(c) an electric motor operably mounted in said base with a vertically-oriented rotating power shaft containing upper and lower drive ends;
(d) floor vibrating means including:
(1) a cylindrical roller of finite length and containing a series of protuberances extending from the surface thereof and generally from one end to the other to produce vibration when rotated against the floor;
(2) support bearing means to rotatably mount said roller in said base transverse to the normal back and forth path of said base; and,
(3) drive belt means stretched between said roller and said lower power shaft drive end to rotate said roller during cleaning operation;
(e) a centrifugal air pump, positioned above said power means and connected to said upper power shaft drive end, having inlet and outlet ports respectively for receipt of debris-laden air from the floor and discharge thereof into said air separator bag;
(f) an air duct forming, in cooperation with said base cover, an enclosed pathway from said floor vibrating means up over top of said power unit into said air pump inlet port and containing a downwardly extending baffle therein to produce a radical change in upward airflow therein; and,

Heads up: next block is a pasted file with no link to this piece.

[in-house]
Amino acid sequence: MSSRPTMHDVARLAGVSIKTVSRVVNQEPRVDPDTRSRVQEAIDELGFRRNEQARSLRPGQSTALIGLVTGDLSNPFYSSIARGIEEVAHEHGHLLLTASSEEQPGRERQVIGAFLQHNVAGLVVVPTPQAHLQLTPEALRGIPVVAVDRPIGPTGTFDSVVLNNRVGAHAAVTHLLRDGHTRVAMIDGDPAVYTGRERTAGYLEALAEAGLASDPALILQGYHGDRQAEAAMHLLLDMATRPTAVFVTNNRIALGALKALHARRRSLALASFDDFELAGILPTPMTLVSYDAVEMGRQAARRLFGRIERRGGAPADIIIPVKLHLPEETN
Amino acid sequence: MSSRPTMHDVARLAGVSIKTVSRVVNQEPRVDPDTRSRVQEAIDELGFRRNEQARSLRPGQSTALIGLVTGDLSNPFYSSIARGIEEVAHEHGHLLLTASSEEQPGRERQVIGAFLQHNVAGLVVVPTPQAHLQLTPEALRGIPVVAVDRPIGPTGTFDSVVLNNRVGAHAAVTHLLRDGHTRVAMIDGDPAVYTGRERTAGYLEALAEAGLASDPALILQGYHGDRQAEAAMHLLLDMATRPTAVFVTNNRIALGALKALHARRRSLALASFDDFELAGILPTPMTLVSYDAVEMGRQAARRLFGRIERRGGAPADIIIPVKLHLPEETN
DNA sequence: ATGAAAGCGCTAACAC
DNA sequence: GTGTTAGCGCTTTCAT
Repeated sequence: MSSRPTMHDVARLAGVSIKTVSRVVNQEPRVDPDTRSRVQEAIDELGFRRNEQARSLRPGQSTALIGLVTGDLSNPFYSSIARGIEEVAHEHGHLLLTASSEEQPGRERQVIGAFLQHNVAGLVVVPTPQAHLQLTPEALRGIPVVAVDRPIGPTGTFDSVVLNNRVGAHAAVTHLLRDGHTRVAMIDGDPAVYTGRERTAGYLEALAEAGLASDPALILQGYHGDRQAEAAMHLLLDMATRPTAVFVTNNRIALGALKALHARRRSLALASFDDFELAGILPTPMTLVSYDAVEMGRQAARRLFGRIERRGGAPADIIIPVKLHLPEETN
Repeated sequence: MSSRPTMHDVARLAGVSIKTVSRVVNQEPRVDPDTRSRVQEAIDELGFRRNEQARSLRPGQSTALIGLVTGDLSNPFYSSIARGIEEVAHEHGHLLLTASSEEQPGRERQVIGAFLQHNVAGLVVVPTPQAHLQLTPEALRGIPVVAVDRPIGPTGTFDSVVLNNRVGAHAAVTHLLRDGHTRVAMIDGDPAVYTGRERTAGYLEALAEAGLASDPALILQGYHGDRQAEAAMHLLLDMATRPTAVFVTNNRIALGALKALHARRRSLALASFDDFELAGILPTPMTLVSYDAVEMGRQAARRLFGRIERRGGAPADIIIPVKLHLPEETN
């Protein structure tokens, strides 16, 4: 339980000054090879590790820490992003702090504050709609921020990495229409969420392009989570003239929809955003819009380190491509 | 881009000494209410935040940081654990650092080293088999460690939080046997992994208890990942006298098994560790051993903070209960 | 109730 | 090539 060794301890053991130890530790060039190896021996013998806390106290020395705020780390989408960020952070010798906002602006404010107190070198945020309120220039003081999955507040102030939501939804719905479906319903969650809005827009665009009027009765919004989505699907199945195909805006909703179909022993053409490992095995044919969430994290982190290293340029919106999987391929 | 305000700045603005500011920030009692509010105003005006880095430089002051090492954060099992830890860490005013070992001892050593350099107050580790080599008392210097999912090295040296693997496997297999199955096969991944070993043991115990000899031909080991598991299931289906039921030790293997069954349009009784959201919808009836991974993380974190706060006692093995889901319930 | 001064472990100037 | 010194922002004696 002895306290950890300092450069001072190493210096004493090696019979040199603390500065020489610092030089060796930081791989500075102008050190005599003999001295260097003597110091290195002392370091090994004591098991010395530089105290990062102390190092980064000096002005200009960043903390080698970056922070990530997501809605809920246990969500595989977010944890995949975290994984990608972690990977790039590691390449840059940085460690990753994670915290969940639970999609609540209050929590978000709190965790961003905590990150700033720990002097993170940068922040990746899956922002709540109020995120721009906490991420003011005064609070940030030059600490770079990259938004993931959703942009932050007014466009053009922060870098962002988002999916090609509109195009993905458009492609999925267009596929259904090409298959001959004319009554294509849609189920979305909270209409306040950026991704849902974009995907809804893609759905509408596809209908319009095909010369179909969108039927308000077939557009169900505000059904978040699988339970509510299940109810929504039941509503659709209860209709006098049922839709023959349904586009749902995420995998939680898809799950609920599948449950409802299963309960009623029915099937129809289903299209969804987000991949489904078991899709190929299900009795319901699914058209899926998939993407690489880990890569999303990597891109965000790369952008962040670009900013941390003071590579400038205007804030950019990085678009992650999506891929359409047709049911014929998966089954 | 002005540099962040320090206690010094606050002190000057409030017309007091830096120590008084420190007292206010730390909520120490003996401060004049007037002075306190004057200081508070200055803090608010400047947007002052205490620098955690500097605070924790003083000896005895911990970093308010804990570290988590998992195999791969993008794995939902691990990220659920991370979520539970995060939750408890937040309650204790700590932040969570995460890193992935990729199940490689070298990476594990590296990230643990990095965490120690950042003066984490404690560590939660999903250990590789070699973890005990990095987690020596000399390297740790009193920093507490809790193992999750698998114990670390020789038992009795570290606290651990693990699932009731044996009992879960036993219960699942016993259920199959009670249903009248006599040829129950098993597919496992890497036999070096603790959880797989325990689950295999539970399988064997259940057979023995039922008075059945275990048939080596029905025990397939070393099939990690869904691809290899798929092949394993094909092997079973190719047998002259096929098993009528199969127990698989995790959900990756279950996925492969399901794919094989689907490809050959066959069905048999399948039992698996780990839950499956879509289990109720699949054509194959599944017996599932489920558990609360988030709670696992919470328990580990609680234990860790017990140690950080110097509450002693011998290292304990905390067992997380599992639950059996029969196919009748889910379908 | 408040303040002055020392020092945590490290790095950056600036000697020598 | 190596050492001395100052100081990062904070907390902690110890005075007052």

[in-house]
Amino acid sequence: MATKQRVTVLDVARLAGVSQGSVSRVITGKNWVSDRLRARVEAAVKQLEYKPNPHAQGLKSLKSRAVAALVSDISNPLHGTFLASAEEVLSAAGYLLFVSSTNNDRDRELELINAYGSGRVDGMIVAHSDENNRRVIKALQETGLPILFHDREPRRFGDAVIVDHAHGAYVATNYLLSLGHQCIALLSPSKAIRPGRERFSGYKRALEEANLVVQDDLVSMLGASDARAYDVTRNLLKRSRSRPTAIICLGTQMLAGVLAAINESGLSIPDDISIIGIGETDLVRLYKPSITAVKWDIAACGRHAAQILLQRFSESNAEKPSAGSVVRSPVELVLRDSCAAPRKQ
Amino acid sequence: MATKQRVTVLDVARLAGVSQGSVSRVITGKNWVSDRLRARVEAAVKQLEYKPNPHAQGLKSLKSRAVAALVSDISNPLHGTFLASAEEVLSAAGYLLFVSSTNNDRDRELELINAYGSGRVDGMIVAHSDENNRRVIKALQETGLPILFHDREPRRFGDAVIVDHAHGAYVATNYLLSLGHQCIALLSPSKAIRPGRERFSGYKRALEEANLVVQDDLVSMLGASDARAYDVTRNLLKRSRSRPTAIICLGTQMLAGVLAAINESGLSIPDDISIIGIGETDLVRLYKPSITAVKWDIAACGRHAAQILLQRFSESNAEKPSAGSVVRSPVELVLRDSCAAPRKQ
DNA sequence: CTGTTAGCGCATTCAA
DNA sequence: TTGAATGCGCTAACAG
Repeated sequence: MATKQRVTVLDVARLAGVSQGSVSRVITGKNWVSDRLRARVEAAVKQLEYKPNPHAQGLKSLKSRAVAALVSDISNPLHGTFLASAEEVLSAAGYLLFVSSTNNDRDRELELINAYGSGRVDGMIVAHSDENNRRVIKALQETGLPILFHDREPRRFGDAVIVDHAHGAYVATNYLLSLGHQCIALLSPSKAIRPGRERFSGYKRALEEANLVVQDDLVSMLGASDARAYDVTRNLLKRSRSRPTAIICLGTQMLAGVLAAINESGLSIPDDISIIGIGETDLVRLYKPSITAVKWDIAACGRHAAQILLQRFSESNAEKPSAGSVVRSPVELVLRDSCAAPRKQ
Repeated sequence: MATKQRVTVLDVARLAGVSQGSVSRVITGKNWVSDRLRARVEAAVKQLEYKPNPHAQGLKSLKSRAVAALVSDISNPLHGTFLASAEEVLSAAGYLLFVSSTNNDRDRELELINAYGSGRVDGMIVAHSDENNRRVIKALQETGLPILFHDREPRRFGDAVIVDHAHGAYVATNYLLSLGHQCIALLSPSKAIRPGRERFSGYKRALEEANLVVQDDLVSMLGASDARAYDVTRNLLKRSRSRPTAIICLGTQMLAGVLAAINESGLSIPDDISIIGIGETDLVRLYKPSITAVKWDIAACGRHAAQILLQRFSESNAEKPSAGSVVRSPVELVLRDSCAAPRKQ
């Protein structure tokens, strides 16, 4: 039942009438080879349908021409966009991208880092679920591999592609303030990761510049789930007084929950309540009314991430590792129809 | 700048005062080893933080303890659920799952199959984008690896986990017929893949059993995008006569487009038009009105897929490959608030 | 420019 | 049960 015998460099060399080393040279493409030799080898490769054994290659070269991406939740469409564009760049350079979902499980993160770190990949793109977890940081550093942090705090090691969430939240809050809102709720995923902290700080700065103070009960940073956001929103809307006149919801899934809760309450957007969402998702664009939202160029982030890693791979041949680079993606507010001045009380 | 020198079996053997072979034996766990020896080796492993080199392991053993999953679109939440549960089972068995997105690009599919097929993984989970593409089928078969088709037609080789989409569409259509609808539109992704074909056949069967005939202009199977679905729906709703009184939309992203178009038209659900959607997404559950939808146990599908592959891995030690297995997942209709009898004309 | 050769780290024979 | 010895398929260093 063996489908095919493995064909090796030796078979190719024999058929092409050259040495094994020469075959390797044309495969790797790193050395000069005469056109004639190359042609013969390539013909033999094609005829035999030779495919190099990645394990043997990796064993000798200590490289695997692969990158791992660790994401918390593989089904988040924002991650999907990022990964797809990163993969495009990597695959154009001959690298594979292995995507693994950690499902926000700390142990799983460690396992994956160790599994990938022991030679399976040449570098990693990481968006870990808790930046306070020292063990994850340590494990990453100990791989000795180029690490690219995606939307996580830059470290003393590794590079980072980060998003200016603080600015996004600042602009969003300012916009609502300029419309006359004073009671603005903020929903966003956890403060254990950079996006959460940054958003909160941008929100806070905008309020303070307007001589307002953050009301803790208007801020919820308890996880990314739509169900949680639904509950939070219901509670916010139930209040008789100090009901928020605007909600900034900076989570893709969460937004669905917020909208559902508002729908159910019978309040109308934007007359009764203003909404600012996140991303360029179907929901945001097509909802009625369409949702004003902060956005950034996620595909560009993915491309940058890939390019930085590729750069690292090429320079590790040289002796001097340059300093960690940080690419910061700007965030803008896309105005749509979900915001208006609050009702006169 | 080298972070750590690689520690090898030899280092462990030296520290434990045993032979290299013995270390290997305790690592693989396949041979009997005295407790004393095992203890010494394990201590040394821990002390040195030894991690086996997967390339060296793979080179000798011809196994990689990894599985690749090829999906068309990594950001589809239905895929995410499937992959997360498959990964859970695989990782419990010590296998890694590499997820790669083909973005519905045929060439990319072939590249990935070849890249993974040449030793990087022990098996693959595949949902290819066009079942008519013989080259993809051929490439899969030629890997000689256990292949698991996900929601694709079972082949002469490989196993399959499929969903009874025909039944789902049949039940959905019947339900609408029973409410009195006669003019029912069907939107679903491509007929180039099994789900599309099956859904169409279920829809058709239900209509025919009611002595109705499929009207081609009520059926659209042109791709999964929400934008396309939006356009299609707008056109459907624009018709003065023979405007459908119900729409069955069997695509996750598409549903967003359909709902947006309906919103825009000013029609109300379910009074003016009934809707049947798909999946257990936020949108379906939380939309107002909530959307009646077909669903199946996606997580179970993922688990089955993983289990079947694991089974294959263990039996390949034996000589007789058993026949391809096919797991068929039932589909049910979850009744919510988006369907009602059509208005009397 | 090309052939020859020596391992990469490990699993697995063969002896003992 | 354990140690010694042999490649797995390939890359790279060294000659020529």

(g) a receptacle in said air duct below said baffle comprising a pan, extending from around the underside edge of said roller rearward to close with said air duct, and containing an upwardly bent lip below said baffle and near said roller to aid in recovering and retaining heavy debris fragments that drop out of the debris-laden air stream prior to entry into said air pump.
8. The vacuum cleaner of claim 7 including attachment hose connection means in said base cover immediately above said centrifugal air pump inlet port for direct connection between the vacuum cleaner attachment hose and said centrifugal air pump inlet port for increased vacuum power to the vacuum cleaner attachments.
9. The vacuum cleaner of claim 8 wherein said attachment hose connection means in said base cover comprises:
(a) a hollow collar forming an opening in said base cover, immediately above said centrifugal air pump inlet port for receipt of the attachment hose;
(b) an annular depression formed, adjacent to said collar, in said cover, such that the opening in said collar is maintained at least level with said base cover; and,
(c) a detachable lid threadably received on said collar for detachment therefrom when the attachment hose is to be inserted therein.
US06/514,551 1983-07-18 1983-07-18 Upright vacuum center Expired - Fee Related US4490882A (en)

Priority Applications (1)

Application Number Priority Date Filing Date Title
US06/514,551 US4490882A (en) 1983-07-18 1983-07-18 Upright vacuum center

Applications Claiming Priority (1)

Application Number Priority Date Filing Date Title
US06/514,551 US4490882A (en) 1983-07-18 1983-07-18 Upright vacuum center

Publications (1)

Publication Number Publication Date
US4490882A true US4490882A (en) 1985-01-01

Family

ID=24047692

Family Applications (1)

Application Number Title Priority Date Filing Date
US06/514,551 Expired - Fee Related US4490882A (en) 1983-07-18 1983-07-18 Upright vacuum center

Country Status (1)

Country Link
US (1) US4490882A (en)

Cited By (13)